Image taken from here
Last night, I saw Woody Allen's latest movie, Midnight in Paris. I really enjoyed it.
First, a very brief synopsis of the plot. Owen Wilson plays Gil Pender, a successful but dissatisfied Hollywood screenwriter who is on vacation in Paris with his fiancee Inez (Rachel McAdams) and his future in-laws. Gil is trying to write his first novel, and has this idealistic vision of Paris in the '20s as being the Golden Age, a time where everything was wonderful and great, and life was not so complicated. Both Inez and her parents ridicule Gil's idealism and his aspirations towards writing a great novel. For instance, Inez's parents (who are Tea Party Republicans) think that Gil has "a part missing" in his head.
While walking alone around midnight one night, Gil gets into a car with strangers, and finds himself mysteriously transported back to Paris in the 1920s. There he encounters many famous literary and artistic figures of that era (F. Scott Fitzgerald, Cole Porter, Ernest Hemingway, Gertrude Stein, Pablo Picasso, and Salvador Dali, to name a few). His encounters and interactions with these figures help him to develop his novel and also to come to terms with certain issues in his personal life. Mysteriously, Gil would find himself transported back to present-day Paris at dawn. He would then have to go back to the same spot at midnight every night to get into the car that would transport him back to 1920s Paris. Because of this, Gil soon finds himself leading a double life in two different time periods, and becomes increasingly estranged from his family and friends in the present day, who think that he has "gone over the edge". I'll end my synopsis here, in order not to spoil the story for you :-)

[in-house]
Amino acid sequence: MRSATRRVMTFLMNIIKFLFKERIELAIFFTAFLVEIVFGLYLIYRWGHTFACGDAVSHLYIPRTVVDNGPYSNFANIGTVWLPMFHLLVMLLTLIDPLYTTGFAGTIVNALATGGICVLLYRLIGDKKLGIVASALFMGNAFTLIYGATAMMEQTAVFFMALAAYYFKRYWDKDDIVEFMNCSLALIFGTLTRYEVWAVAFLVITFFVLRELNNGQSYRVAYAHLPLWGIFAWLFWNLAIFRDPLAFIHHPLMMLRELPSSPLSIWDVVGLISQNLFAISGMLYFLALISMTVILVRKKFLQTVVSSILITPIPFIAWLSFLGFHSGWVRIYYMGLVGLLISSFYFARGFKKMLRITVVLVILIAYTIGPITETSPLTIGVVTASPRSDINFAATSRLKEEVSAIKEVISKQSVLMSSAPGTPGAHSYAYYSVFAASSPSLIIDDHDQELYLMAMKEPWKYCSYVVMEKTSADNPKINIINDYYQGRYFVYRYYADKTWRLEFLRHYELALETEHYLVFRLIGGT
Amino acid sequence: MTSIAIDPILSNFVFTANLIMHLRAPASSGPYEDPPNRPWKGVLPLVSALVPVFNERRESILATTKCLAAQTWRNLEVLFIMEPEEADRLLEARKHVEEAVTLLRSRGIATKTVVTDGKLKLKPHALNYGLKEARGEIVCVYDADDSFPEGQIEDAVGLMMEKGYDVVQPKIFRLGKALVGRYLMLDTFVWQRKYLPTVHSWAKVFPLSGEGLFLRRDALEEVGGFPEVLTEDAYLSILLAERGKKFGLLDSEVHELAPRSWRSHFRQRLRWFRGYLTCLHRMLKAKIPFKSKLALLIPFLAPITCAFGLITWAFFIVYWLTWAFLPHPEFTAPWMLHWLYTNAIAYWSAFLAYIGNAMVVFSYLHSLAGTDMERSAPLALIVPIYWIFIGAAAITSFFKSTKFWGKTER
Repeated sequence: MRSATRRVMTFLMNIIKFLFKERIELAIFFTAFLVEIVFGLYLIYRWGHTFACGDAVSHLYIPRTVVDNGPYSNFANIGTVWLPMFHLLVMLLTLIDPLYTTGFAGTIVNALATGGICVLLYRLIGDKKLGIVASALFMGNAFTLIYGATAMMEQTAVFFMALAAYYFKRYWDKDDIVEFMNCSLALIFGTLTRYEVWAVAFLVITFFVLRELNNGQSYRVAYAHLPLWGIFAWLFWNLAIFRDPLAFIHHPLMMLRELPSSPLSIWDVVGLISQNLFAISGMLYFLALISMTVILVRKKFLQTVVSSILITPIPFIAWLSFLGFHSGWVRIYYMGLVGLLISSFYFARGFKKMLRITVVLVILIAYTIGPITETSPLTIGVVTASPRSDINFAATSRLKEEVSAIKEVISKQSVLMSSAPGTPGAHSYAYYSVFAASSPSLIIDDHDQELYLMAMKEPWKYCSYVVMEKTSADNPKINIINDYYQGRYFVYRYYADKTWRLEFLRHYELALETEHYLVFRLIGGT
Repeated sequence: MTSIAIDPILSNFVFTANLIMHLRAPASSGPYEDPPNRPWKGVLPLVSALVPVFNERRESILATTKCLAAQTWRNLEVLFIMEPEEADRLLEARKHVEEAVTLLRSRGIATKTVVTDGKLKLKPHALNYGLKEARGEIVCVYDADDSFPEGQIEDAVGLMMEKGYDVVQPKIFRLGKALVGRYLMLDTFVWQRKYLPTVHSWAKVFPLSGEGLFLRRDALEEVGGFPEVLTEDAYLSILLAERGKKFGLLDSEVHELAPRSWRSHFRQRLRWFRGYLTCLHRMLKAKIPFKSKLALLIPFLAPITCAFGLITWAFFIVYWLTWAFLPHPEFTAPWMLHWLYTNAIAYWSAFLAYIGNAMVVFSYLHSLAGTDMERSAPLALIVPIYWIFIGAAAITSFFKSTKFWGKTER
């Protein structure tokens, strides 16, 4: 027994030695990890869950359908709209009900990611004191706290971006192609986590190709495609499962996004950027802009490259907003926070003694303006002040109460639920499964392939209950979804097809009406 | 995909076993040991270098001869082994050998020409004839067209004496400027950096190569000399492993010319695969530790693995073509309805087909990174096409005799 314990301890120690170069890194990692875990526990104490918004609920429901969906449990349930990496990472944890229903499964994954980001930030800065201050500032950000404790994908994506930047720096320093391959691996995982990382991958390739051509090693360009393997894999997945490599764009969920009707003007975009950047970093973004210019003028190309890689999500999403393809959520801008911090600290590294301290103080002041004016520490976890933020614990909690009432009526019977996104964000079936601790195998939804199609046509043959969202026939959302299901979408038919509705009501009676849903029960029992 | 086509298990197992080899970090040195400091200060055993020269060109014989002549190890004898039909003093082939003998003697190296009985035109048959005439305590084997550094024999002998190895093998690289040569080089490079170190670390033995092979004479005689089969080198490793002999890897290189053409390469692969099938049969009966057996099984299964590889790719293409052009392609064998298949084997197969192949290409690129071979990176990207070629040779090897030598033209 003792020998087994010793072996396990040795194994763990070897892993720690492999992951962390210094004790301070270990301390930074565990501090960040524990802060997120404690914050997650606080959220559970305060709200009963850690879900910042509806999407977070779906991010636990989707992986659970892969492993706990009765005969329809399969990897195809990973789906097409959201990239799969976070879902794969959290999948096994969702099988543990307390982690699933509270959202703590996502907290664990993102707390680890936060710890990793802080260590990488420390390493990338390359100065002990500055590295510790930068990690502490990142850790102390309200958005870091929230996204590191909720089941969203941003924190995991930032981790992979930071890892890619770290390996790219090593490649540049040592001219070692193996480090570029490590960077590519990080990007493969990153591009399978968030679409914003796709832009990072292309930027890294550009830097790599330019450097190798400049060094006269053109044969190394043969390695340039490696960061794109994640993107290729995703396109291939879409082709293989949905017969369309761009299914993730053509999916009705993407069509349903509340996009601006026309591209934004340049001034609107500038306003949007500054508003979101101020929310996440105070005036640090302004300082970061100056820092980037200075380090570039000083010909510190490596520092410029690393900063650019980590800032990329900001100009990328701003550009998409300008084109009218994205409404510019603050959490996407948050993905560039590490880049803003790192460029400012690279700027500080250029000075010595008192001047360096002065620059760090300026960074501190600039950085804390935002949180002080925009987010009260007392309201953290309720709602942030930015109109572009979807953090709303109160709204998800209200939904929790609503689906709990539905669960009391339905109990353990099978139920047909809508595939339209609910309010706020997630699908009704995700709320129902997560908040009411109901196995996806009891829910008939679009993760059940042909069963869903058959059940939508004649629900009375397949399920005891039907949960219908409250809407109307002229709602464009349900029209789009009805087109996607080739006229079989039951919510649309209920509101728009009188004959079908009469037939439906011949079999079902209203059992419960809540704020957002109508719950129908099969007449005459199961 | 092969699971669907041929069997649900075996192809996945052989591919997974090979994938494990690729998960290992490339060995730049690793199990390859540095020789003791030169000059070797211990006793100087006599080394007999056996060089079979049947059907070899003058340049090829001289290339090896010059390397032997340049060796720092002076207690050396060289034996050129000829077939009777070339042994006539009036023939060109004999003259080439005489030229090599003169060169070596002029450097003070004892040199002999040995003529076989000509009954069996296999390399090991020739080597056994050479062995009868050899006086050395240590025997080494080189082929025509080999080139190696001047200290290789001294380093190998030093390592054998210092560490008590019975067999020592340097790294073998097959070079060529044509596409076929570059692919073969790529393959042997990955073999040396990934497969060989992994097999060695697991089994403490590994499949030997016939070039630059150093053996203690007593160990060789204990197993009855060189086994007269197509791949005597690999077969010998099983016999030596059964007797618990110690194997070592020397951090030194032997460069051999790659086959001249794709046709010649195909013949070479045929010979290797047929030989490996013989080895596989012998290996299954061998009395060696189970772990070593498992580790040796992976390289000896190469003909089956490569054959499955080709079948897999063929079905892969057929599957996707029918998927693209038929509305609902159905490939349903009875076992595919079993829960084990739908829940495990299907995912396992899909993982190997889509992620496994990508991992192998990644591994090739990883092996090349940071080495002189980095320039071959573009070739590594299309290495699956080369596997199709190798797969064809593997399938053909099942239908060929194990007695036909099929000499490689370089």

I really like Woody Allen's portrayal of 1920s Paris, especially his choice of actors to portray the various artistic and literary giants. Corey Stoll gives a powerful and convincing portrayal of Hemingway as a tough guy, a "man's man" who happens to be a great writer. And Adrien Brody's (only Woody Allen would have thought of such a choice of actor) portrayal of Salvador Dali really cracks me up!
Over the course of his time travels, Gil gains an important insight: In any time period, people always have a tendency to look back to and pine for a Golden Age. Gil idealizes the Paris of the '20s. But when he is in Paris during the 1920s, he meets a young woman, Adriana (played by the lovely Marion Cotillard) who idealizes the Paris of the 1890s as a Golden Age when everything was great, and life was not so complicated (which are, of course, the very reasons Gil idealizes 1920s Paris).
Which brings me to what I think is the central theme running through the movie: It is human nature to be nostalgic and to want to recreate a romanticized past, rather than accept the messy present and an uncertain future. Which, of course, is something that we grapple with everyday in the course of our lives on and off the mat.
I can go on and on about how this movie is quite yogic on many levels, but I don't want to come across as pedantic (you have to see the movie to know what I mean here ;-)). So I'll leave it at this. I highly recommend this movie.